Baked texture gets blurry

So im having this issue when baking textures. When i bake large objects the result gets blurry, if i make the object smaller or separate it to smaller objects, then the result become sharper, but it will take forever to get it done.

when i scale up the UVmap it looks really awesome, but then im having an issue with painting the 3d model, because the UV is stretching beyond the imagetextue.

in the picture you can see on the right side the result i want, this is the image scaled up with mapping node.

on the left side you can see the baking result, it looks terrible.

What is the correct workflow for texturing large objects (export to unreal game engine)?
if i make a building, do i have to bake it in smaller separate objects?

I’m not at home right now but that is a thing in settings. it blurs the edge pixels to help with matching up the edges if for some reason they are not perfect after moving to another program. ill try to look up the name and location of the setting when I get home.

edit: set margin setting to 0, if you don’t see bake then you might be in the eevee engine, switch to cycles.

The issue may be the resolution of the baked image. If you apply an image to a small object and a large object, it will look more detailed on the smaller one which is taking up less screen space. Obviously for a game engine, you want to use smaller texture images, but there is a trade-off here.

An example:

In reference the the previous response about the margin setting, both of these have the same margin (16 pixels), but I do not think this is what you were concerned about. It only matters if you have UV islands close to each other and the bake overlaps them.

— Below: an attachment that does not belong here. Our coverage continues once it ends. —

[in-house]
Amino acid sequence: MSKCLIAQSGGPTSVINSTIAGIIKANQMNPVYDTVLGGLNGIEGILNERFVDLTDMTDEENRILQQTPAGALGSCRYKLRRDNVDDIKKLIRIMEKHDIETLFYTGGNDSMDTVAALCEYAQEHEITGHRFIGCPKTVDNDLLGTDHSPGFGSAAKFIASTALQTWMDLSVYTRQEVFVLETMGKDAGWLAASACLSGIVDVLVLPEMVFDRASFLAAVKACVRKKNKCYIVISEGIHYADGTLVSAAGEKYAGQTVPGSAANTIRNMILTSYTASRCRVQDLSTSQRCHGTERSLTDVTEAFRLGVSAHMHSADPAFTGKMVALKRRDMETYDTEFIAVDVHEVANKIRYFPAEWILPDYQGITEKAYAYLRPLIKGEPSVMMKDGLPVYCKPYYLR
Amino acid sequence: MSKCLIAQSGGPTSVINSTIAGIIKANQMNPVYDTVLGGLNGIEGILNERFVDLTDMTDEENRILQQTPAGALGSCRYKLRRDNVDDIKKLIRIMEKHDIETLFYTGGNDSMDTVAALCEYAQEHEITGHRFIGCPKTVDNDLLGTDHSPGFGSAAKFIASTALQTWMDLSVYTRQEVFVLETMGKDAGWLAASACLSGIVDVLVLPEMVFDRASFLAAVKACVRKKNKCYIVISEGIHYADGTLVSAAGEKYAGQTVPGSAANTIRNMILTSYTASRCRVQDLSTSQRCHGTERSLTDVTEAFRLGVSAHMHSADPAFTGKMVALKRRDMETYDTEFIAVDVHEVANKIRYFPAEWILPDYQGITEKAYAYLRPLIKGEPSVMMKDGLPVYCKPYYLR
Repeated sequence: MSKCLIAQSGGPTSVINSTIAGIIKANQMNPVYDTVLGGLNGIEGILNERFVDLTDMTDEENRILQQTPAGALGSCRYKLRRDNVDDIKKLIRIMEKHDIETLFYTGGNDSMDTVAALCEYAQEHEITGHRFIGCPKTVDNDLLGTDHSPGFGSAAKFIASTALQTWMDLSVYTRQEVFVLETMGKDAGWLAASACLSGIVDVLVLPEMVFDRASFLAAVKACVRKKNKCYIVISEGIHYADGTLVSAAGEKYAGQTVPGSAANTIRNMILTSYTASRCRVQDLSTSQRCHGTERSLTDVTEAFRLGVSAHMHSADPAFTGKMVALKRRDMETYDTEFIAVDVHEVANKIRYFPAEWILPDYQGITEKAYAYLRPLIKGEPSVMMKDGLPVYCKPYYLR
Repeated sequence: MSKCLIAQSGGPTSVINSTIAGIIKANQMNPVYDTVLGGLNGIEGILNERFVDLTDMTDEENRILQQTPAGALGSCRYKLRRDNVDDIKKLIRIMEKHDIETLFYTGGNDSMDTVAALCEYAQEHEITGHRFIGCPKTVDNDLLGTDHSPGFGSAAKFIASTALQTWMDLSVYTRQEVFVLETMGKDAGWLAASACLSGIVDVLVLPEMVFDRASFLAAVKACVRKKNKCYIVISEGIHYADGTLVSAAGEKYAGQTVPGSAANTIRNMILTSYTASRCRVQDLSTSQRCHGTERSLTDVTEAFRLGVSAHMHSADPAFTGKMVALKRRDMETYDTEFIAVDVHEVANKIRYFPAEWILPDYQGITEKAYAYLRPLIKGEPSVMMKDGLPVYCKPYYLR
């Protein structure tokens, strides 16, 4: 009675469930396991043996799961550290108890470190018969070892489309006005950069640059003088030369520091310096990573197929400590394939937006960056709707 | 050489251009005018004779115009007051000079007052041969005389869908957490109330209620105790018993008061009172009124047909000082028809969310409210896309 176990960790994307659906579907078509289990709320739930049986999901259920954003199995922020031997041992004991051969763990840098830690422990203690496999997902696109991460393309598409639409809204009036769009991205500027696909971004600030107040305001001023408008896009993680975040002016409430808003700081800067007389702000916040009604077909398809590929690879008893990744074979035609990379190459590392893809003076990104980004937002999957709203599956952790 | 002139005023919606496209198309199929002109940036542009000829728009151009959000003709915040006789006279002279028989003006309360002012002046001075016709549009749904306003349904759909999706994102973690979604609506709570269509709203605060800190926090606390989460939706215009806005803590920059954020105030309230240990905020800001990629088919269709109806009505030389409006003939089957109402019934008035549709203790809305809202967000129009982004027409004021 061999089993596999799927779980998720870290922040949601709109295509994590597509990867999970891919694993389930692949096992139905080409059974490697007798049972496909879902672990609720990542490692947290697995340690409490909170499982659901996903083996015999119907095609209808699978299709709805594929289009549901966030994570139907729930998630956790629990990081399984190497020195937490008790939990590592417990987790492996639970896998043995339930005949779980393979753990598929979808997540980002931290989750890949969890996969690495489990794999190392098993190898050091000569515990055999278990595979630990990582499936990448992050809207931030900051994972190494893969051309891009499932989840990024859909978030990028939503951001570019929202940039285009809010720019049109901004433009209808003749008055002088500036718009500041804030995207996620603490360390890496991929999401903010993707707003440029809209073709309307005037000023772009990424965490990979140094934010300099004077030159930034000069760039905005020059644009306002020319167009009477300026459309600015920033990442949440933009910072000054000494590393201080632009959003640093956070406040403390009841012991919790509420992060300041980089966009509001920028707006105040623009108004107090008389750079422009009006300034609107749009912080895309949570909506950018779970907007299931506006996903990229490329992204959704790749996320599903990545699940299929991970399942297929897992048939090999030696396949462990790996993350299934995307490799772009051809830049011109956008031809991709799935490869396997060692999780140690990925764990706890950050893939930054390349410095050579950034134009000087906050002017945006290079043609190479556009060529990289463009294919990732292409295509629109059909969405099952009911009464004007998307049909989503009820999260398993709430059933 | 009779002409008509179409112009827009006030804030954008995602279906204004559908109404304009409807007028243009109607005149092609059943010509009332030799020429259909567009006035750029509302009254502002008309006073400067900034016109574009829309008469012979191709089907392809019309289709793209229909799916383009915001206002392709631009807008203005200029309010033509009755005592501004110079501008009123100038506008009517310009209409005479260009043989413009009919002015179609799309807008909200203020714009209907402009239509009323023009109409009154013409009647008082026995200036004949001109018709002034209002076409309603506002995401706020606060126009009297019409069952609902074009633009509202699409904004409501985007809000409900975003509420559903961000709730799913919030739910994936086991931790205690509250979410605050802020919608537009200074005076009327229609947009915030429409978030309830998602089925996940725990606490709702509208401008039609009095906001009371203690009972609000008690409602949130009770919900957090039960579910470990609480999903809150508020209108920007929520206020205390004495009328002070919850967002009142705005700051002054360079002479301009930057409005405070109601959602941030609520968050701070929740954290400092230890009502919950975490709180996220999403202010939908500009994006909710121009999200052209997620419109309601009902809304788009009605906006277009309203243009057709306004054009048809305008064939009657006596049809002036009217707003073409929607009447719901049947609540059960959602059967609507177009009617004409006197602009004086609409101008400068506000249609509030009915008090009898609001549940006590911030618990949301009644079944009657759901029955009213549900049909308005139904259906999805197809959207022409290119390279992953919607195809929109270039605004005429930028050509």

When i tried a 8K Bake it makes it even sharper, but again, i dont think i should go any higher than 4K.
If i scale up the UV on a 2K texture, it still counts as 2K ?

So maybe modular builds with smaller objects is the way to go.

If I understand correctly “scale up the UV,” you mean to tile the image. This is indeed another way to do it if the image is tileable (no seams). For instance, if you have a 256 or 512 pixel image of bricks or wood slats, you can cover a whole building by tiling it. You would not want much variation (like a lighter colored brick) as this would cause a noticeable pattern.On the other hand, breaking up the side of the building with windows and doors, and having objects in front of it (trash cans or light poles) will make patterns less obvious.

Breaking the model into smaller pieces is essentially doing the same thing. If you have a wall that is 3 meters high and 9 meters long, breaking it into 3 parts (3x3 meters) and using the same texture on each will tile the image three times on the wall.

You also mentioned exporting to a game engine, in which case you want smaller and fewer textures/materials. Lets say you had a brick wall, a wooden fence, a sidewalk, and a street. Using tileable 256x256 pixel images for each would reduce memory usage rather than using non-tileable 2k or 4k textures. Even better would be to combine these four textures into one 1024x1024 pixel image to reduce draw calls for the graphics card.

I just wanted to add you can add seemingly random tileble variations to brick by masking it with a repeating or generated image like noise.

and also the reason scaling the bake up makes the margins small is (I have a post up towards the top) the margin settings are being kept the same when you scale so that sliver of margin on your 4k is the same length in pixels to your 512. thats the only reason the margins are smaller but really why are margins even an issue? I tend to keep mine on 3 or 6 pixels.

Yes, margins are meaningless unless they cause overlap. I brought it up only because you suggested setting it to zero, and I felt it would not address the OP’s original issue.